The second GATE class – GATE '14 – will begin UT Tyler in fall 2012 and visit Brazil and Argentina in summer 2014.
"There is nothing like GATE," Ward said. "Students not only go to special globally focused classes that have been redesigned for them, but they also are guaranteed to study abroad. And we have cultural activities that they can participate in that are free and are designed to help enrich their overall experience at UT Tyler. The students constantly feel engaged."
Although 23 students enrolled in the inaugural GATE class, students across campus benefit from the program. The globally enhanced core classes often include both GATE and non-GATE students, and many of the program's cultural activities are open to the entire campus, Dr. Blondin noted.
GATE includes students from all five colleges with a variety of majors. "They all come from different backgrounds and have different interests,'' said Dr. Blondin. "And many of them have very clear ideas of what they want to do with their degrees."
Some students said they chose UT Tyler because of GATE.
"When I was accepted to the GATE program, I came here," said Emily Main, a computer information systems major from Spring. "I really like international travel and learning about other cultures. And I really wanted to do study-abroad in college."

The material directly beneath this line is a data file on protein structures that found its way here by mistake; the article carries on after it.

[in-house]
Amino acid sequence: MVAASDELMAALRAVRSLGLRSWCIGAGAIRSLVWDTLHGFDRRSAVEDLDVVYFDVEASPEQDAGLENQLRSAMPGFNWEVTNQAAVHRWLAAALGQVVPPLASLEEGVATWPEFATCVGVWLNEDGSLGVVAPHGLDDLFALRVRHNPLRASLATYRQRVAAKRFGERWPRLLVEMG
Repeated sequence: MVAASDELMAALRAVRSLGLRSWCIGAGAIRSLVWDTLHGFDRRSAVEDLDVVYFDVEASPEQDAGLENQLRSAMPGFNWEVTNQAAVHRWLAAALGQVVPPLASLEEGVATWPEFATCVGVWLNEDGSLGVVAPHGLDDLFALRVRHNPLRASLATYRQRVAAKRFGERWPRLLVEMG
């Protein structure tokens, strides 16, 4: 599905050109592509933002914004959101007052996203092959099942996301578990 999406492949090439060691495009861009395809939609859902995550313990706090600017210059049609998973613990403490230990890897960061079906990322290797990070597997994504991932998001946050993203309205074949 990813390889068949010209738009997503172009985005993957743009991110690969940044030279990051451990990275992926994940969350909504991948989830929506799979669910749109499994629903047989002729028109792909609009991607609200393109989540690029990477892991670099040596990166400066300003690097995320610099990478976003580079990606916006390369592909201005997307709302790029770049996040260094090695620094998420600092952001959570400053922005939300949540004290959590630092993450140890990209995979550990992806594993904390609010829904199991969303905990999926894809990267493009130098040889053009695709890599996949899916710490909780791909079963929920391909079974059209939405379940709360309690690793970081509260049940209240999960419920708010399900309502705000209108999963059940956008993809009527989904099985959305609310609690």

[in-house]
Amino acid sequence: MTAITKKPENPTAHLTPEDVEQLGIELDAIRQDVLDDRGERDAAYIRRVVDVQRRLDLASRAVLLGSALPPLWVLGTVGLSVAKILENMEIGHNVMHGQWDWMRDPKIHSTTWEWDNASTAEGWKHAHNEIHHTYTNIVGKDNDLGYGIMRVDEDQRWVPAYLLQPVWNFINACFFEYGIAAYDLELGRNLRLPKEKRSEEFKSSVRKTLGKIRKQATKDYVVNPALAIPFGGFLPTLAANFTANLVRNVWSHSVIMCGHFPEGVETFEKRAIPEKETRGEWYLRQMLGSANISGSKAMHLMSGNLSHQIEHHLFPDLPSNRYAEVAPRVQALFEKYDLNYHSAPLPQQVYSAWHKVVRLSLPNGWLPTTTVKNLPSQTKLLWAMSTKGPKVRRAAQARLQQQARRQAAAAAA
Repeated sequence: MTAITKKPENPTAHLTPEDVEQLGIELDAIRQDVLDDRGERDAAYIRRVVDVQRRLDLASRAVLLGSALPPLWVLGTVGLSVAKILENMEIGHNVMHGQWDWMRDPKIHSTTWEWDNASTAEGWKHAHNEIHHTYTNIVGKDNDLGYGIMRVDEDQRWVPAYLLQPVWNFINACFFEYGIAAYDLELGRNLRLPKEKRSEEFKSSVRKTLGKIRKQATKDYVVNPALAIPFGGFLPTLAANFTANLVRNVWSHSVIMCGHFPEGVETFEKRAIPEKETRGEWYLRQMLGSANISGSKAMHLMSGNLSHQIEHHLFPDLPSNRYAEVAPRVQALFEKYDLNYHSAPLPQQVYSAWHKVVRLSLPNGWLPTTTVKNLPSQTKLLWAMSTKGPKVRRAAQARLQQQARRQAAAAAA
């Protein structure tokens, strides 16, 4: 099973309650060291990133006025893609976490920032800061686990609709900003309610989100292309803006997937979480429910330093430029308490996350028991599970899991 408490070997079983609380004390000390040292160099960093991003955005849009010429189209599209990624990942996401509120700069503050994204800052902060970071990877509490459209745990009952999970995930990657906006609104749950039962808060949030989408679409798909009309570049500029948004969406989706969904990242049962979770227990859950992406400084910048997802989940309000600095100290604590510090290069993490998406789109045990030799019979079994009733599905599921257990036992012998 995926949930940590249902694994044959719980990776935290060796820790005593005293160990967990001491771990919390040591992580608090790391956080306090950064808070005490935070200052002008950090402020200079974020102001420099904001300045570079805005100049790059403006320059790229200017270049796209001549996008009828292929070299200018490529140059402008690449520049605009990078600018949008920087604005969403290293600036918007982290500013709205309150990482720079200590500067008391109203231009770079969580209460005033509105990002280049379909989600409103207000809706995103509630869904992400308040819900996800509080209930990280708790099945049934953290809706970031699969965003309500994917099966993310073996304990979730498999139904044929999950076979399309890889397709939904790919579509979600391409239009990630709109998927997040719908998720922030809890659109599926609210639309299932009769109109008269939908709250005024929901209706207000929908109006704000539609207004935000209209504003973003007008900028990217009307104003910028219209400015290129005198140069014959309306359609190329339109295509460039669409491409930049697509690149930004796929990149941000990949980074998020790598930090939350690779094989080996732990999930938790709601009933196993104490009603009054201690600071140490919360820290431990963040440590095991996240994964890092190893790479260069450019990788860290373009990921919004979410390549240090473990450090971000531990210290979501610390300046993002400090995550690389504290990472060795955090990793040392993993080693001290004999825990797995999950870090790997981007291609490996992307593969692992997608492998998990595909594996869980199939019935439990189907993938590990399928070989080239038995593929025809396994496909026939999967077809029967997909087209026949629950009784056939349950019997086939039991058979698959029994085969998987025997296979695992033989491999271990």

Main said she hopes for a career as an international computer systems analyst and manager.
A Learning Community
GATE is much more than a class. It's a learning community – designed to engage students and faculty and strengthen learning opportunities in and out of the classroom.
GATE students reside together on campus and take classes together, including two globally enhanced core curriculum courses, per semester. They participate in cultural activities as a group and help organize globally focused events for the entire campus. And with their diverse family backgrounds, the students learn from each other's cultural experiences.
"I've enjoyed taking classes with other GATE students," said Zeorlin, who is interested in a marketing career involving international travel. "It's nice to see familiar faces wherever you go and it's nice to be able to study with them and hang out with them. We're kind of like a family. And the cultural activities have been fun.''